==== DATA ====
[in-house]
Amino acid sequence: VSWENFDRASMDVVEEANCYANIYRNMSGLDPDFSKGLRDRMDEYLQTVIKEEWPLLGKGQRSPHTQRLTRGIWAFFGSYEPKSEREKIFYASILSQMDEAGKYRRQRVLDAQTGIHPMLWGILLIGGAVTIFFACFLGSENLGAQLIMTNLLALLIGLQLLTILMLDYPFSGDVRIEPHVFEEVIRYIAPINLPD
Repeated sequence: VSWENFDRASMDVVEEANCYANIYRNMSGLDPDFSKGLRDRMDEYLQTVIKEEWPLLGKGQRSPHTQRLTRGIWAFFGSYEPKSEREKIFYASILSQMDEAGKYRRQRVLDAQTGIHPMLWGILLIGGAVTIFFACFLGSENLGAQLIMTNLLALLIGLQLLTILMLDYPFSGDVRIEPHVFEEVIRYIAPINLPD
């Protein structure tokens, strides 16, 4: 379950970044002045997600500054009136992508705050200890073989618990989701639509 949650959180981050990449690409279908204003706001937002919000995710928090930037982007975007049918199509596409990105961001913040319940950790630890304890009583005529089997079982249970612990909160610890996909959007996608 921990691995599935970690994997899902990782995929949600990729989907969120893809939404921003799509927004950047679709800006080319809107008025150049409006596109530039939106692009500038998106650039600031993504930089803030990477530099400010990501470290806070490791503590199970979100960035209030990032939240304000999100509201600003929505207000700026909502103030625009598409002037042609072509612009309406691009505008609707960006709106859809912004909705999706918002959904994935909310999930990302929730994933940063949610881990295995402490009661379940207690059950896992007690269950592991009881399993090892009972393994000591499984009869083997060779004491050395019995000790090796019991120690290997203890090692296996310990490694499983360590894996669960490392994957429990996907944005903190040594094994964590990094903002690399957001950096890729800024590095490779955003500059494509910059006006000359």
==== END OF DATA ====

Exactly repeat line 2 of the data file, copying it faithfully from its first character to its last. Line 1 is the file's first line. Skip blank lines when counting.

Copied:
Amino acid sequence: VSWENFDRASMDVVEEANCYANIYRNMSGLDPDFSKGLRDRMDEYLQTVIKEEWPLLGKGQRSPHTQRLTRGIWAFFGSYEPKSEREKIFYASILSQMDEAGKYRRQRVLDAQTGIHPMLWGILLIGGAVTIFFACFLGSENLGAQLIMTNLLALLIGLQLLTILMLDYPFSGDVRIEPHVFEEVIRYIAPINLPD